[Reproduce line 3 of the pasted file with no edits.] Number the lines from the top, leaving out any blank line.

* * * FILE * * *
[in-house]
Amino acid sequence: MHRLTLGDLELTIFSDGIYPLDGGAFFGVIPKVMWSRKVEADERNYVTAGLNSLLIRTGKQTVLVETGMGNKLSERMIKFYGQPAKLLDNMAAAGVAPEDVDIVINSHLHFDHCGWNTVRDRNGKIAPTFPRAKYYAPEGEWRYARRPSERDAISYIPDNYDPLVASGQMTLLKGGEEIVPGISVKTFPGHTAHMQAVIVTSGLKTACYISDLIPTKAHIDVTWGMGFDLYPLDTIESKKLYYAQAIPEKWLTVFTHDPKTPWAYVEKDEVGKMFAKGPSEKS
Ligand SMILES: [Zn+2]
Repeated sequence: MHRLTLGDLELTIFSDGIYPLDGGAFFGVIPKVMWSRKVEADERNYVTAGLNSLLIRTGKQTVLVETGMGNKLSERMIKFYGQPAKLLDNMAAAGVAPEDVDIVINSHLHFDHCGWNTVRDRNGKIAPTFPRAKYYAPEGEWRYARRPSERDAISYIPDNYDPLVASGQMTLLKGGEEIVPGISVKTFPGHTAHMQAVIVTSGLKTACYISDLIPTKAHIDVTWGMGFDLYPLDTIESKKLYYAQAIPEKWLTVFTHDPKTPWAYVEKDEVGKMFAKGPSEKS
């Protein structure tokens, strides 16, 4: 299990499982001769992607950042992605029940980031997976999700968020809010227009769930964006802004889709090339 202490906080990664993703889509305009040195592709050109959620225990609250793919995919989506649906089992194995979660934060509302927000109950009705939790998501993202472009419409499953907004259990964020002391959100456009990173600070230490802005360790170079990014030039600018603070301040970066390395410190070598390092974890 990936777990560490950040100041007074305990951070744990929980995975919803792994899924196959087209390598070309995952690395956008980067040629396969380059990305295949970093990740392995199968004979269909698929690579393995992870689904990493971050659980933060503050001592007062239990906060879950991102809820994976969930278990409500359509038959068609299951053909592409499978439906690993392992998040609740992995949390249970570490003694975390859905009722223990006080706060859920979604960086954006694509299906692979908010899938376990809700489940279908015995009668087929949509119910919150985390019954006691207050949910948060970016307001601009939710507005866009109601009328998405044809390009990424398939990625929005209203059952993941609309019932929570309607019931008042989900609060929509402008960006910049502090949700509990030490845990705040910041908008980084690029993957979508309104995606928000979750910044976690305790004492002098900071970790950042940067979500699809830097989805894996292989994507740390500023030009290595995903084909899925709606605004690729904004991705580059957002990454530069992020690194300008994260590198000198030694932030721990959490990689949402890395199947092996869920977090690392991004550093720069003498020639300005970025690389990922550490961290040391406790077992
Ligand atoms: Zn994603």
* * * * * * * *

Ligand SMILES: [Zn+2]